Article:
Climatic conditions over the interior regions of the continents during the Ice Ages created clearer skies and drier conditions than occur presently in Siberia and Alaska.  Temperatures were even colder than they are today, but there was less precipitation and cloud cover, creating an environment of grass interspersed with sand dunes.  The greater amount of sunlight thawed the permafrost.  Unlike today’s Alaska and Siberia, there were no spruce forests or any trees at all.  But the Beringian Buckle experienced more cloud cover and precipitation due to the region’s vicinity to the ocean.  The greater amount of precipitation and cloud cover allowed a shrubby maritime habitat to flourish, and it was quite different from the grassy steppe that covered so much of the northern hemisphere.  The Beringian Buckle served as a refuge for wet tundra plants that later recolonized Alaska and Siberia and unlike the interior of the continents then, it was studded with lakes.

Woolly rhinos weighed on average 7000 pounds, making them the 2nd largest Ice Age mammal in Eurasia.  They originally evolved 3.7 million years ago on the grassy Tibetan Plateau, long before Ice Ages began to occur.  When Ice Ages began to occur on a cyclical basis, woolly rhinos were able to expand their range across most of Eurasia.  Some scientists have tied their extinction to the end of the Ice Age when the Mammoth Steppe habitat contracted.  However, I disagree with this assessment because they originally evolved before Ice Ages began to occur, and they survived previous interglacial conditions.  I do agree that their range contracted following the end of the last Ice Age but some steppe habitat remained as happened in previous interglacials. (Areas of Mongolia where wild and domestic horses and nomadic herders still thrive is an example of suitable steppe habitat capable of supporting woolly rhinos.)  I propose the population of woolly rhinos living on relic steppe habitat after the end of the Ice Age were wiped out by men.  If not for men, I believe woolly rhinos would still exist, ready to expand their range again upon commencement of the next Ice Age.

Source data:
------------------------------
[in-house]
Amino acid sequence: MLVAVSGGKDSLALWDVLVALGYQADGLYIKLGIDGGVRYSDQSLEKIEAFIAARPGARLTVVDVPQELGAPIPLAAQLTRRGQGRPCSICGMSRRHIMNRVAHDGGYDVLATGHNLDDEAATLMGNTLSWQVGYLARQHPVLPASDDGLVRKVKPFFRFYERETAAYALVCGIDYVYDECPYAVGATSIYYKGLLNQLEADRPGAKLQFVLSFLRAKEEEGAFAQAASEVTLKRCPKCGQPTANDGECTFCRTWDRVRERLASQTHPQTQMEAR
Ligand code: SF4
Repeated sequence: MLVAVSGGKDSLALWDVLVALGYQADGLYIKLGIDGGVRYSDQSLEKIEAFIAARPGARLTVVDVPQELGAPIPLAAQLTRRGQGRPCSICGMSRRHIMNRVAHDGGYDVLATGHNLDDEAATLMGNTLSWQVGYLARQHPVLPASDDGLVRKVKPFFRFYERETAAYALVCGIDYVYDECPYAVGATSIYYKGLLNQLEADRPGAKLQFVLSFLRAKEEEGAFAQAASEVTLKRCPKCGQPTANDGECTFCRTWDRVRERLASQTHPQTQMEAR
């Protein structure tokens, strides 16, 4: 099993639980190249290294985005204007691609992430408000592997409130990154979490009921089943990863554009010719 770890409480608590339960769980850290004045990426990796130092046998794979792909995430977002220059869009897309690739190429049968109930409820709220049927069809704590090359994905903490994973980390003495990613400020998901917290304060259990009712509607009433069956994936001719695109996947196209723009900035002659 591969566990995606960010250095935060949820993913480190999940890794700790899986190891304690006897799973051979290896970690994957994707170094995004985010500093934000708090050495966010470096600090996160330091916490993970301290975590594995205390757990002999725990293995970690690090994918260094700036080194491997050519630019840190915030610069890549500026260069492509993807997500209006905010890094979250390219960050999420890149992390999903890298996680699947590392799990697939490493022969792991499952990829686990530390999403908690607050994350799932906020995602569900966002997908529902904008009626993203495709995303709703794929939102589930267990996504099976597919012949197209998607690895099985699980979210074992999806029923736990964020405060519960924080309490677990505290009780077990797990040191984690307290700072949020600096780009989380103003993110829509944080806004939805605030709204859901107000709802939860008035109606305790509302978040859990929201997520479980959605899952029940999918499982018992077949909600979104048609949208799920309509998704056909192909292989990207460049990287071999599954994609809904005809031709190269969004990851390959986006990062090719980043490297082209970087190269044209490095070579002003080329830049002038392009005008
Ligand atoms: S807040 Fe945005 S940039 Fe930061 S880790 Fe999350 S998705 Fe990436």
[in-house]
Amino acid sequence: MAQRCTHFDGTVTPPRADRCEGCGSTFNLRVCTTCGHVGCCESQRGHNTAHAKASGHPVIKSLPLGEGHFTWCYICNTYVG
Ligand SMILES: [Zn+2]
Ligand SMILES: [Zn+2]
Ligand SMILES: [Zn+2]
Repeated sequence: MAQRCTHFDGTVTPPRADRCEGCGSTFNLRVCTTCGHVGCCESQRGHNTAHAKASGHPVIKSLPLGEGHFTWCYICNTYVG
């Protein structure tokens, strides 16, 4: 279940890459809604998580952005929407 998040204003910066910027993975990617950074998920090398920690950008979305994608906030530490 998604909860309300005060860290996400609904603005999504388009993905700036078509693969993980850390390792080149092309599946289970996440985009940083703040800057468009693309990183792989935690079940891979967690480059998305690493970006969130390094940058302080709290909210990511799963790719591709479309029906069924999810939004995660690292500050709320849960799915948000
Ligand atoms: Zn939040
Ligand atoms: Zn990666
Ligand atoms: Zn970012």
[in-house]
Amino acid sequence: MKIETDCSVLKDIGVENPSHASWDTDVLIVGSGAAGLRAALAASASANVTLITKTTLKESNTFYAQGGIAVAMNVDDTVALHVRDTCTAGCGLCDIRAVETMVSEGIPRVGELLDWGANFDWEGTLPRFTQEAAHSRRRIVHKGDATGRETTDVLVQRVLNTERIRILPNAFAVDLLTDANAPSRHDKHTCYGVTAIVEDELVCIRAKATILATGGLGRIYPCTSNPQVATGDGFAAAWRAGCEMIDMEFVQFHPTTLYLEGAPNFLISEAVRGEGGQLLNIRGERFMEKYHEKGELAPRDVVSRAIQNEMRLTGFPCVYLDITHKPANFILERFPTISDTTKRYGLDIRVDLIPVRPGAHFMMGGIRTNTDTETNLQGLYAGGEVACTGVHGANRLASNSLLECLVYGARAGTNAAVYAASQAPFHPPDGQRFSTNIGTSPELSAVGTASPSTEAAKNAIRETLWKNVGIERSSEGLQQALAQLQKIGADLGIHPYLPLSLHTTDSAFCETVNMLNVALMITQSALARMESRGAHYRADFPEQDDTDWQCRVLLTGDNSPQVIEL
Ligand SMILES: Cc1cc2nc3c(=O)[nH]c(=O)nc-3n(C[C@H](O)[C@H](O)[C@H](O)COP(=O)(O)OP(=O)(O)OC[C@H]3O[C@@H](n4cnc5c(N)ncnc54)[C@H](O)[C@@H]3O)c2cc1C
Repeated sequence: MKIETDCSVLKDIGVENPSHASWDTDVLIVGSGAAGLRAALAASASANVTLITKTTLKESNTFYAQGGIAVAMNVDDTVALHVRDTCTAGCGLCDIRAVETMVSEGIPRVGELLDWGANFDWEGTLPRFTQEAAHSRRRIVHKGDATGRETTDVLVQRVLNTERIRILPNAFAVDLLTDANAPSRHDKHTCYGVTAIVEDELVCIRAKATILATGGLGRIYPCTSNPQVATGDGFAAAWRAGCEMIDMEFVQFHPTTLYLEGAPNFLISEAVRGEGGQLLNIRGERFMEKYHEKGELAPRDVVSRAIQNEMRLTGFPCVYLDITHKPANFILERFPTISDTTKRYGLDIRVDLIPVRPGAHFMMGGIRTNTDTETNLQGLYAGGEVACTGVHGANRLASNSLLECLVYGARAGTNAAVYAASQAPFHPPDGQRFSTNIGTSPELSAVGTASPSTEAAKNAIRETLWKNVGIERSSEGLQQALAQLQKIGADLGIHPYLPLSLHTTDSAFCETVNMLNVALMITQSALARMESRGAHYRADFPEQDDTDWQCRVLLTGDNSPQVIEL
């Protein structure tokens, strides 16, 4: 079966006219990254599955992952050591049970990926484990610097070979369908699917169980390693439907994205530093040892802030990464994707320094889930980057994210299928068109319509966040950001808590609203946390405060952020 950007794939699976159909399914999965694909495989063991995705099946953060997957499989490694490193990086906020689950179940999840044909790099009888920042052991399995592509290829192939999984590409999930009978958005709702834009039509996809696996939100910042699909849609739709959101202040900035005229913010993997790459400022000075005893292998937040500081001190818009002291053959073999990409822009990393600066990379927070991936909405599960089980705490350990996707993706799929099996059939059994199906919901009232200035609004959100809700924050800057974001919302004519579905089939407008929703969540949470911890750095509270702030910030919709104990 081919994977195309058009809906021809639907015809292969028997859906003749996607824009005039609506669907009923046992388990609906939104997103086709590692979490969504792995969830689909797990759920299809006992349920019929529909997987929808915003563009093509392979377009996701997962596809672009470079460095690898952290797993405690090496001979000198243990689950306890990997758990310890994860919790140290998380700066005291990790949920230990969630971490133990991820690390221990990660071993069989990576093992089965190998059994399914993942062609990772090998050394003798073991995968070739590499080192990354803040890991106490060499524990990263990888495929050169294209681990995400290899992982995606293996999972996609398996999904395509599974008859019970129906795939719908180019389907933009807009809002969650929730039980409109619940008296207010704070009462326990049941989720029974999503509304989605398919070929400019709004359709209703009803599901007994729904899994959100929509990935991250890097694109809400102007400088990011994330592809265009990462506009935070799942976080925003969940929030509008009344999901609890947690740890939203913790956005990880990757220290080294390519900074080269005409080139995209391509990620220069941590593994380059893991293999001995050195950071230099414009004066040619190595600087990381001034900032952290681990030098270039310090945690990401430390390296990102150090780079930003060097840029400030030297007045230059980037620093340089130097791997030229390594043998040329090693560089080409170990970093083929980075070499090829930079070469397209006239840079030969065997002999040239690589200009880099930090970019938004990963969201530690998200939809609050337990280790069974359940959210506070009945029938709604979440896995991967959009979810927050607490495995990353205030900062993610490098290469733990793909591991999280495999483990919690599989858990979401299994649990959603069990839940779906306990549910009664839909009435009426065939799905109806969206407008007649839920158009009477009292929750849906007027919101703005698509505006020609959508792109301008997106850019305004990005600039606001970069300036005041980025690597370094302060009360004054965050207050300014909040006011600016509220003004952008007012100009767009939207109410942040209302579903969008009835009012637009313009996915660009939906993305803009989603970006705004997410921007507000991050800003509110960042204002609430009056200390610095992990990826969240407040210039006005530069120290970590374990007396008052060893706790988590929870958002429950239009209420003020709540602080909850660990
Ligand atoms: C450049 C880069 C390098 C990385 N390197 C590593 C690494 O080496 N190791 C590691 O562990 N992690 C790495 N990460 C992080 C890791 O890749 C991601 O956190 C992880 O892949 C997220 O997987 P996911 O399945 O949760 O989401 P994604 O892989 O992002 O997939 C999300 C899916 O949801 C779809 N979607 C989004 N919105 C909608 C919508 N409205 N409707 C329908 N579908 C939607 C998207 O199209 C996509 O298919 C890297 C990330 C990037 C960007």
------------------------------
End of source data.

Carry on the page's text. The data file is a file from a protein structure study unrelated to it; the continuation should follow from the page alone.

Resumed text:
I hypothesize a similar scenario for 2 other Eurasian species of Pleistocene rhinos.

Merck’s rhino (Stephanorhinus kirchenbergensis).  The background setting of the illustration is inaccurate.  This species preferred temperate forest habitats.

The narrow nosed rhino (S. hemitoechus) also lived in temperate regions of Eurasia but preferred meadows and prairies.